Composite Tower, Industrial Coating Honored


An Air Force Base communications tower built with composite materials with corrosion-resistant properties and a VOC-free coating development have won Small Business Administration awards for the economic impact of their technological innovation.

Among the recipients of this year’s Tibbetts Awards, granted in January by the SBA for notable technological advancements, were Composite Support & Solutions (San Pedro, California), which developed the communications tower, and GVD Corp. (Cambridge, Massachusetts), which created a new mold-release coating made from PTFE (commonly known by the proprietary name Teflon), using no volatile organic compounds.

Corrosion-Free Tower

CSS built the tower, at Hanscom Air Force Base in Massachusetts, using a vinyl ester resin from manufacturer Ashland. Funded by Air Force Small Business Innovation Research (SBIR) grant money, CSSI developed the tower, built without metal fasteners or other metal parts that might corrode.

The composite material has the potential to eliminate the maintenance required where corrosion is a possibillity. The system also saved the Air Force money because of the speed of assembly—about eight times as fast as the previous quickest-to-assemble tower material.

VOC-Free Industrial Coating

Also honored with a Tibbetts Award this year was GVD, which received grant money from the Environmental Protection Agency through the SBIR program. The firm developed a coating to be used in manufacturing facilities where products made of plastics and rubbers are created in molds.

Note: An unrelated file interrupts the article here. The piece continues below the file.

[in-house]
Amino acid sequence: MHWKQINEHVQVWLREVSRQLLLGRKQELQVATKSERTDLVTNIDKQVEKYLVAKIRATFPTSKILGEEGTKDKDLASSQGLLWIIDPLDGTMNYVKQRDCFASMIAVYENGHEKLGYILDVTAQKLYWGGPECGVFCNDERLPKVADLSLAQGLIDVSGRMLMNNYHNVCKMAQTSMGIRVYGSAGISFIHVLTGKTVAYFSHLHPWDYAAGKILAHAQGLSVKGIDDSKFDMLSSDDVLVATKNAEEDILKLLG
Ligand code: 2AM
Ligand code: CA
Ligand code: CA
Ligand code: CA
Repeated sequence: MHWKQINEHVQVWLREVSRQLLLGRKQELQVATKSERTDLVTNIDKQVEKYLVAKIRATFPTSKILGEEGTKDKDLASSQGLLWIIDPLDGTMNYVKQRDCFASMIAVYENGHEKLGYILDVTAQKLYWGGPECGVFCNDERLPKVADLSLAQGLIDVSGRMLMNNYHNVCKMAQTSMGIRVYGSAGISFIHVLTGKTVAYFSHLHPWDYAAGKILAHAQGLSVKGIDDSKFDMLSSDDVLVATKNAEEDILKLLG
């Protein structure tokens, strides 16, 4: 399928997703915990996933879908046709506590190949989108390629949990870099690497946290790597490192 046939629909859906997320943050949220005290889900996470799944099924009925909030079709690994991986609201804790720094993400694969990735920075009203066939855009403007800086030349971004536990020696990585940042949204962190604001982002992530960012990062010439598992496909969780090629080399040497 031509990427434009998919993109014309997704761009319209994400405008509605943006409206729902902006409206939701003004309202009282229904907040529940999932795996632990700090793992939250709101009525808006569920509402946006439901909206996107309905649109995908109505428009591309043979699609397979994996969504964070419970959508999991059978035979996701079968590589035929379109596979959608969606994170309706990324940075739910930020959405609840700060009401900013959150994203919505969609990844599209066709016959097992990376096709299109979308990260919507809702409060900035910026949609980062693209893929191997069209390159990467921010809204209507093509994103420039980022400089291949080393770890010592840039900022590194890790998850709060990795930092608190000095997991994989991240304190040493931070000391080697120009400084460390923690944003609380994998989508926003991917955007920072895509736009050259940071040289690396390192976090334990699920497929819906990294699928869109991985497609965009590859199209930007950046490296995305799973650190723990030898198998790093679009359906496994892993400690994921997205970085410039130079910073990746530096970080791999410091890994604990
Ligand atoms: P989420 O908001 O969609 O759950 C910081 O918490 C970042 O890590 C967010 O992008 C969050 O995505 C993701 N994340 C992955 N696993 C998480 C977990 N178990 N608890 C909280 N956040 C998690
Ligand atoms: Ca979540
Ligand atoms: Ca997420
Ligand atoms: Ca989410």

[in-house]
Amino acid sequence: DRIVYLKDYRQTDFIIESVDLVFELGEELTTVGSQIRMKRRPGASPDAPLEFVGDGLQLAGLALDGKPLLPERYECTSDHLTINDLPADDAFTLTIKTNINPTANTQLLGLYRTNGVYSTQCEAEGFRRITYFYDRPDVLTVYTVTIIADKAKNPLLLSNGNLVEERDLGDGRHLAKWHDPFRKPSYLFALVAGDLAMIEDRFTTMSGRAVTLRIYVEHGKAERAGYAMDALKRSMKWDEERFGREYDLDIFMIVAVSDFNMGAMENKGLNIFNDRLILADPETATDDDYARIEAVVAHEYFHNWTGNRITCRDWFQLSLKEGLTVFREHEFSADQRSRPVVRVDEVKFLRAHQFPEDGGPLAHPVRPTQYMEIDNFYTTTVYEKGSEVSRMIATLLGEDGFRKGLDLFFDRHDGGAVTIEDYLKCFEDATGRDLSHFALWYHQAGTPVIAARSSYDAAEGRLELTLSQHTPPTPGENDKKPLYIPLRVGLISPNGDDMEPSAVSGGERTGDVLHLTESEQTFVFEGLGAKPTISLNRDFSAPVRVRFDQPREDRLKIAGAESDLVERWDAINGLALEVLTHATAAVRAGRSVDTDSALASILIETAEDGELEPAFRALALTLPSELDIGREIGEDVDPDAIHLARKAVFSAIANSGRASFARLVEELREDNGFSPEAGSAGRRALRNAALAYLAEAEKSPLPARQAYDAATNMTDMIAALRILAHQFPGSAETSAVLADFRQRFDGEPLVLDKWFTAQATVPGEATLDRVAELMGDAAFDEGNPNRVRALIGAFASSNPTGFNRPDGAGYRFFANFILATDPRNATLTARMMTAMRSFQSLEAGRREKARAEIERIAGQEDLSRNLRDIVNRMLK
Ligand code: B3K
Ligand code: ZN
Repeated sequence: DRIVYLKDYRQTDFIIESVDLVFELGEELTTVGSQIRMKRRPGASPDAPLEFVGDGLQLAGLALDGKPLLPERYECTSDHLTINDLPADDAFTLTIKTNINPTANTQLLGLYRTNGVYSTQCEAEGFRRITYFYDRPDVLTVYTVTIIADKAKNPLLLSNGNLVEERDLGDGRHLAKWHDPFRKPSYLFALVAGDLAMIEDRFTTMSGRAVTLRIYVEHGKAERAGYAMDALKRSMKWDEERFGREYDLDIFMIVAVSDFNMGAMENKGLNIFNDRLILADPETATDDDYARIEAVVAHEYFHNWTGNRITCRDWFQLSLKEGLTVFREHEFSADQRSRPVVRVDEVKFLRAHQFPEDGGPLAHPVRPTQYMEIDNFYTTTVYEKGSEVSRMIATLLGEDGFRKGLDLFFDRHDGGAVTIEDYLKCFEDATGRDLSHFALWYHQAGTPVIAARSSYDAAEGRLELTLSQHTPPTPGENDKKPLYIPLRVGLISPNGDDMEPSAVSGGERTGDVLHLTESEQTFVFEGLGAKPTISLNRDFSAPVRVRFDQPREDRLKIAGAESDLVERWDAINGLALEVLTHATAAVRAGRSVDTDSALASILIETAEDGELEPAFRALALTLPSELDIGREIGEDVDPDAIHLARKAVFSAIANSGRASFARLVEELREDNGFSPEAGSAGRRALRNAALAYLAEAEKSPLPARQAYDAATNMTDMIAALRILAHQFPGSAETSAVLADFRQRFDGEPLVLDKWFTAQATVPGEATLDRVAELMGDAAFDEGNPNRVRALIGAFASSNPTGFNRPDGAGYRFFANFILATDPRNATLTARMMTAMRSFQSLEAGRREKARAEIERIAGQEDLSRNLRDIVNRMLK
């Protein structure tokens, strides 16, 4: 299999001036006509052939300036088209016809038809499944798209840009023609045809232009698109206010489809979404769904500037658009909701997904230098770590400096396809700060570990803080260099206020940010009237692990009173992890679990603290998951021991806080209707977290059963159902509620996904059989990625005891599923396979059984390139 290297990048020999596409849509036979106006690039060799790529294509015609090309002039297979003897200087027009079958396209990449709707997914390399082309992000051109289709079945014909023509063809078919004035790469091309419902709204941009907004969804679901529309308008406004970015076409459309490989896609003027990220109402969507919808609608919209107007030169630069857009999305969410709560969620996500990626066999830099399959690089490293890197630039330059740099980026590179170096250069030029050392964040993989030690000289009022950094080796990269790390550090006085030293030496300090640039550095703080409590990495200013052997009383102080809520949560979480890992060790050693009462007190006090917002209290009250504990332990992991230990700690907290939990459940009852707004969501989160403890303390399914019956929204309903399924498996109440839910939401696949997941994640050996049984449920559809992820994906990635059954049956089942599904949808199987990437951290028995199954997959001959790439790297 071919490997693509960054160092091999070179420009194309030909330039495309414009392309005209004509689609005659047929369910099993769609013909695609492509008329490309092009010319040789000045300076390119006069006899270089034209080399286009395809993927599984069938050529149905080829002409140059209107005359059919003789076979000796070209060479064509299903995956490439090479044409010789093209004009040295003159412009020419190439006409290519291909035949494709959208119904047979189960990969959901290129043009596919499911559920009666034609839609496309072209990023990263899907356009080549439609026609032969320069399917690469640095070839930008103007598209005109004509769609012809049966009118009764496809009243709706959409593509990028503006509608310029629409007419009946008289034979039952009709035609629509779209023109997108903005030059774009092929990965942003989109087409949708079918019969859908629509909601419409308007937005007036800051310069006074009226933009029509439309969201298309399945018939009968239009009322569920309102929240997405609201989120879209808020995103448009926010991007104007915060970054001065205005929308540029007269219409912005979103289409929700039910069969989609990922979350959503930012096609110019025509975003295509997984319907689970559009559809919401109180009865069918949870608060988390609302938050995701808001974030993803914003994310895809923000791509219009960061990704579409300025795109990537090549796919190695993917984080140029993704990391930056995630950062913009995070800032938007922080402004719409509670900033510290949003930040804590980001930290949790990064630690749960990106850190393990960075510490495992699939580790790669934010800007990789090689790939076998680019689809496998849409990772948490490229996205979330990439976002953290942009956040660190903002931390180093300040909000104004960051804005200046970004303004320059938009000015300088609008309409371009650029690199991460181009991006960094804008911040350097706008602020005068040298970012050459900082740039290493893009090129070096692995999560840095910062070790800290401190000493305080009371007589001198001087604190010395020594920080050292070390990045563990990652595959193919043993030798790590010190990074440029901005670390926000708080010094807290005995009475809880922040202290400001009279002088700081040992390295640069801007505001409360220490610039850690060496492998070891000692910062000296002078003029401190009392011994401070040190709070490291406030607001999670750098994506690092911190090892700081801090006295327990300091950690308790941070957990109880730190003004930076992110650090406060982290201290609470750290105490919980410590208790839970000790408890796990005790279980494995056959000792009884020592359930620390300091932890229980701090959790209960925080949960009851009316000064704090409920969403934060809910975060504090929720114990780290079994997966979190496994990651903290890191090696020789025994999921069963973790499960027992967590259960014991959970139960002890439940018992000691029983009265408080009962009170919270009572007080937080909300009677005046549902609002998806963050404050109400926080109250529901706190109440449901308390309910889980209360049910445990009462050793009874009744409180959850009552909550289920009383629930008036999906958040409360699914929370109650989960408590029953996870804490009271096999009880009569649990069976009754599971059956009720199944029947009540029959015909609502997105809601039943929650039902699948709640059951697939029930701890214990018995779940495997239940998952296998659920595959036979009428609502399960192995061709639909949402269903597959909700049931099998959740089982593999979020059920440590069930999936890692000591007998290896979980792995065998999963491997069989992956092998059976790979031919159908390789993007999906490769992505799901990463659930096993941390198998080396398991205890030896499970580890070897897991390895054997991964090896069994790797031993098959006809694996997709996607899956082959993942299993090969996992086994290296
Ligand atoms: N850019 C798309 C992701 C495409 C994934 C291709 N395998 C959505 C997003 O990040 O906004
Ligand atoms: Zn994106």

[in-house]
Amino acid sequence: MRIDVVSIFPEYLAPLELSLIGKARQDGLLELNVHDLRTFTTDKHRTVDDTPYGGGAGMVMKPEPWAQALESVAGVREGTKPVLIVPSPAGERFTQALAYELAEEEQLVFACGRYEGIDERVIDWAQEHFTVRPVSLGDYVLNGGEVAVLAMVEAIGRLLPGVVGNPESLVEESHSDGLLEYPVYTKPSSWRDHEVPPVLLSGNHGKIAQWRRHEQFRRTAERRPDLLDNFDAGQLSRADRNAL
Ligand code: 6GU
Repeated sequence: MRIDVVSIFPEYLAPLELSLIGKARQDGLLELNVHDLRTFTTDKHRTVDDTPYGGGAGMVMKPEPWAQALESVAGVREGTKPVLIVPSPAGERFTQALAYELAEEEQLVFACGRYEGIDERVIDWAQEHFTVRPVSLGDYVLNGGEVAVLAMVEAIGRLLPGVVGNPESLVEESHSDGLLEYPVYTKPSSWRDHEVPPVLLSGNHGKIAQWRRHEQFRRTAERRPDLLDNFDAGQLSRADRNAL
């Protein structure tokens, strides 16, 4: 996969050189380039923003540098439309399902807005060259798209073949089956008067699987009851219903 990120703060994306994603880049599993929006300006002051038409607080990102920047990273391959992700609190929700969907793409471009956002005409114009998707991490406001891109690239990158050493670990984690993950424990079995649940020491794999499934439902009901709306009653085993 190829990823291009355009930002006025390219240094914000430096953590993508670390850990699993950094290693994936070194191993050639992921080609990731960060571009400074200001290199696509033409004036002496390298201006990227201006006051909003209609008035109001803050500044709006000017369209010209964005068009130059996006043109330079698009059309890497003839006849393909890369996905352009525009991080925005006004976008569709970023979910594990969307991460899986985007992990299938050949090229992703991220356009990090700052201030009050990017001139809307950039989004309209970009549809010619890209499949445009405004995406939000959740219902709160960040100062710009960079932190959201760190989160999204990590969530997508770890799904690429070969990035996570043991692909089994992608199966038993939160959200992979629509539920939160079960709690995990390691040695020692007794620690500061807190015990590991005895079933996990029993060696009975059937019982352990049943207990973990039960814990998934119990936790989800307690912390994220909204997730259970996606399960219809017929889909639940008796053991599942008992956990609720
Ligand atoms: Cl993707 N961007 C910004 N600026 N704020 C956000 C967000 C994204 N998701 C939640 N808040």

Where traditional mold-release coatings, which ensure that the product comes out of the mold easily, are made with VOCs, GVD developed a mold-release coating that’s free of the environmentally dubious compounds. GVD’s new coating is based on polytetrafluoroethylene (PTFE).

GVD has already partnered with producers of rubber tires and semiconductors to put the new coating into use.

Tibbetts Awards are awarded annually by the Small Business Administration, honoring new developments funded by SBIR or Small Business Technology Transfer grants. Products that are honored have shown an economic impact. The awards are named for Roland Tibbetts, called the “father of the SBIR program.”


Tagged categories: Awards and honors; Building materials; Coating chemistry; Coating Materials; Government; Industrial coatings; North America; Small Business Administration; Transmission Towers

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